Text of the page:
15. The method as claimed in claim 14, wherein said programmed data processor is programmed to average together a plurality of said ratios of algebraic functions to compute said indication of amplitude, and to average together a plurality of said ratios of algebraic functions to compute said indication of frequency.
16. The method as claimed in claim 15, wherein said ratios of algebraic functions include algebraic functions which determine values for a denominator of each of said ratios of algebraic functions, and wherein said programmed data processor is programmed to exclude from said averages any ratios having a value for the denominator having a magnitude that is less than a limit value.
17. The method as claimed in claim 1, wherein each of said ratios has a denominator determined by a first one of said algebraic functions, and a numerator determined by a second one of said algebraic functions, and wherein said method further includes computing a value for said first one of said algebraic functions for each of said triplets, and excluding from said average any of said ratios for each of said triplets having a value for said first one of said algebraic functions that has a magnitude less than a threshold value.
18. The method as claimed in claim 17, wherein said threshold value is constant for each of said triplets.
19. The method as claimed in claim 17, wherein said threshold value is an average value of previously-computed values for said first one of said algebraic functions.
20. The method as claimed in claim 17, wherein said triplets are non-overlapping such at no two of said triplets both include any one of said sample values.
21. The method as claimed in claim 1, wherein the three samples values (x
_{i}, x_{i-1}, x_{i-2}) in each of said triplets are computed from four sample values (S_{j}, S_{j-1}, S_{j-2}, S_{j-3}) representing another signal, such that x_{i} is a difference between S_{j} and S_{j-1}, x_{i-1} is a difference between S_{j-1} and S_{j-2}, and x_{i-2} is a difference between S_{j-2} and S_{j-3}.22. The method as claimed in claim 1, further comprising the steps of comparing said average value to a predetermined limit value, and when said predetermined limit value is exceeded, reporting an error condition to an operator.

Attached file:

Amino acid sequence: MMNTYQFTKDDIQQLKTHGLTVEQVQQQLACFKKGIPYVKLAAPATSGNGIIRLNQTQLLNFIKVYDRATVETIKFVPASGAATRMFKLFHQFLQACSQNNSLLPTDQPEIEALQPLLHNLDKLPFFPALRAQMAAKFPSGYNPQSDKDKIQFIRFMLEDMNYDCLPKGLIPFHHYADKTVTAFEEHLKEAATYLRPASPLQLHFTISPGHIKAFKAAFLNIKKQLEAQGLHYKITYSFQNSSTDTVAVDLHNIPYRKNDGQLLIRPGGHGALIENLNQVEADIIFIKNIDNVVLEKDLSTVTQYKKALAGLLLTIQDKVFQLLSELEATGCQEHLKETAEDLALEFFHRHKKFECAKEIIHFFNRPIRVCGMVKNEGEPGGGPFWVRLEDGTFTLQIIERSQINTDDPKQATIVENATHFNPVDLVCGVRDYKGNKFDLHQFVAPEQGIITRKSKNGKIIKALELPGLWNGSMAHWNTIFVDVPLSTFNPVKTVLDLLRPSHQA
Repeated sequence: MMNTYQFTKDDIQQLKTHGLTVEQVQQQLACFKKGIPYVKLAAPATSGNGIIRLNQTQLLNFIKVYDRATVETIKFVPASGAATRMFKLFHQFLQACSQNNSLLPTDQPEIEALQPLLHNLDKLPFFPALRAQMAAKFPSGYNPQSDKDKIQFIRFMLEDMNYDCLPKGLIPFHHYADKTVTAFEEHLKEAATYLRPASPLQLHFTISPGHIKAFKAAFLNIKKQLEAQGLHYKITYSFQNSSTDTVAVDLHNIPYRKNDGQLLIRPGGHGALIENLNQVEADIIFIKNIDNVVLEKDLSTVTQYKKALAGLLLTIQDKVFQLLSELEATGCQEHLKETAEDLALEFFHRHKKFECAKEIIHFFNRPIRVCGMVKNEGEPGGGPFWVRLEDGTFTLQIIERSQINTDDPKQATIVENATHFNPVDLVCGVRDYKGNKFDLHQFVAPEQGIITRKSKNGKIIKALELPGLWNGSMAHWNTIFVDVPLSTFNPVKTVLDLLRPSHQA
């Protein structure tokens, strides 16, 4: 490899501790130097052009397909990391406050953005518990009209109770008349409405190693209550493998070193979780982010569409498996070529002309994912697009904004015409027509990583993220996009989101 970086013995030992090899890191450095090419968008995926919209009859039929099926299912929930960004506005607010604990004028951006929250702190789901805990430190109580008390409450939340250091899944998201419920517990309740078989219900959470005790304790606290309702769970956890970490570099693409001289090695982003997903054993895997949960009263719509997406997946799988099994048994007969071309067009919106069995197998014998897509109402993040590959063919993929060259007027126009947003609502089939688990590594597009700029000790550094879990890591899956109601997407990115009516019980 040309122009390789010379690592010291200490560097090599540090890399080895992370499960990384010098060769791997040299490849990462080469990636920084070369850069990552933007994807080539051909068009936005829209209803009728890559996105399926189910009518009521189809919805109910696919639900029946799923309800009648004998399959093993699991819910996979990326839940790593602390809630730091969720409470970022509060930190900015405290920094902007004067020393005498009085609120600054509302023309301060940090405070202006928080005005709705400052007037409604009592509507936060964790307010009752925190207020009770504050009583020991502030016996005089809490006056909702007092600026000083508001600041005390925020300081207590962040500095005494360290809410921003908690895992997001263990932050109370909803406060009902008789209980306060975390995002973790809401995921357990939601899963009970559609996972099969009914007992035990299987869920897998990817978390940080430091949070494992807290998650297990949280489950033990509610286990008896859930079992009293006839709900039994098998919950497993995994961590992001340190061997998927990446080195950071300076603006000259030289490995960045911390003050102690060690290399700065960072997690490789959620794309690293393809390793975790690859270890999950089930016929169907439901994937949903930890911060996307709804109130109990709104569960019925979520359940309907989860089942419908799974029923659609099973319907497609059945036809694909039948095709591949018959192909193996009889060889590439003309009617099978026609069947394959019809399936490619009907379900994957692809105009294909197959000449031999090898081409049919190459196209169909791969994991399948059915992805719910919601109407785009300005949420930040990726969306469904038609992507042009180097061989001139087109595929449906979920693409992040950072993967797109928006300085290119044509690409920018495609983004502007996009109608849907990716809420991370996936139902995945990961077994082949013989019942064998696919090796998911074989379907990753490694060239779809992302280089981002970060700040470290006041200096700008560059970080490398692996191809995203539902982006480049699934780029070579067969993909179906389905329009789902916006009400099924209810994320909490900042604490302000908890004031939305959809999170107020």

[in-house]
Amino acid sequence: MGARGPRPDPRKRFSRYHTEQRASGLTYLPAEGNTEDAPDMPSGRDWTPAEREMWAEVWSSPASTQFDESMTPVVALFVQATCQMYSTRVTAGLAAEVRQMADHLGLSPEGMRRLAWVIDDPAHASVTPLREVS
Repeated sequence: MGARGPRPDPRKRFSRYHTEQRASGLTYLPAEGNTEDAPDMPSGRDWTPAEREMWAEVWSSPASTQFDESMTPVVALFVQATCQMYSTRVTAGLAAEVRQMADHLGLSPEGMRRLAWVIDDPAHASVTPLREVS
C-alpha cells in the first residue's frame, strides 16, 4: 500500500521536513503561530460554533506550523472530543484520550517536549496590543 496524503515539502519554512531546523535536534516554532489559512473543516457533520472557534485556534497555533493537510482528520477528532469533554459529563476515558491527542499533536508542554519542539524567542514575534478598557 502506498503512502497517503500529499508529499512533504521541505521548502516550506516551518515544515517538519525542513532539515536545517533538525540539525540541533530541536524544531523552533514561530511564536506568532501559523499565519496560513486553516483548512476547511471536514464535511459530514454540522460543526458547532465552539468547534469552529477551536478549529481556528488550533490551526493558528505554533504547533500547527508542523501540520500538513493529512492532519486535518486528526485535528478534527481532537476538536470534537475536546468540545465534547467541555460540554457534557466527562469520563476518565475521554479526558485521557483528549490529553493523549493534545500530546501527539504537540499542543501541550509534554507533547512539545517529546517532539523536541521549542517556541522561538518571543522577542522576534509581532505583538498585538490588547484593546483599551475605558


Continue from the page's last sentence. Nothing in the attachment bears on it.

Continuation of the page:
23. The method as claimed in claim 1, wherein said ratio includes terms equivalent to: ##EQU13## so that said ratio is an indication of amplitude of said signal when said signal is sinusoidal.
24. The method as claimed in claim 1, wherein said ratio includes terms equivalent to: ##EQU14## so that said ratio is an indication of frequency of said signal when said signal is sinusoidal.
25. The method as claimed in claim 1, wherein the three samples values (x
_{i}, x_{i-1}, x_{i-2}) in each of said triplets are computed from four sample values (S_{j}, S_{j-1}, S_{j-2}, S_{j-3}) representing another signal, such that x_{i} is a difference between S_{j} and S_{j-1}, x_{i-1} is a difference between S_{j-1} and S_{j-2}, and x_{i-2} is a difference between S_{j-2} and S_{j-3} ; and wherein said ratio includes terms equivalent to: ##EQU15## so that said ratio is an indication of amplitude of a sinusoidal signal, when said another signal represents said sinusoidal signal superimposed on a DC bias.26. The method as claimed in claim 1, wherein each of steps (a) and (b) are performed by a data processor under program control.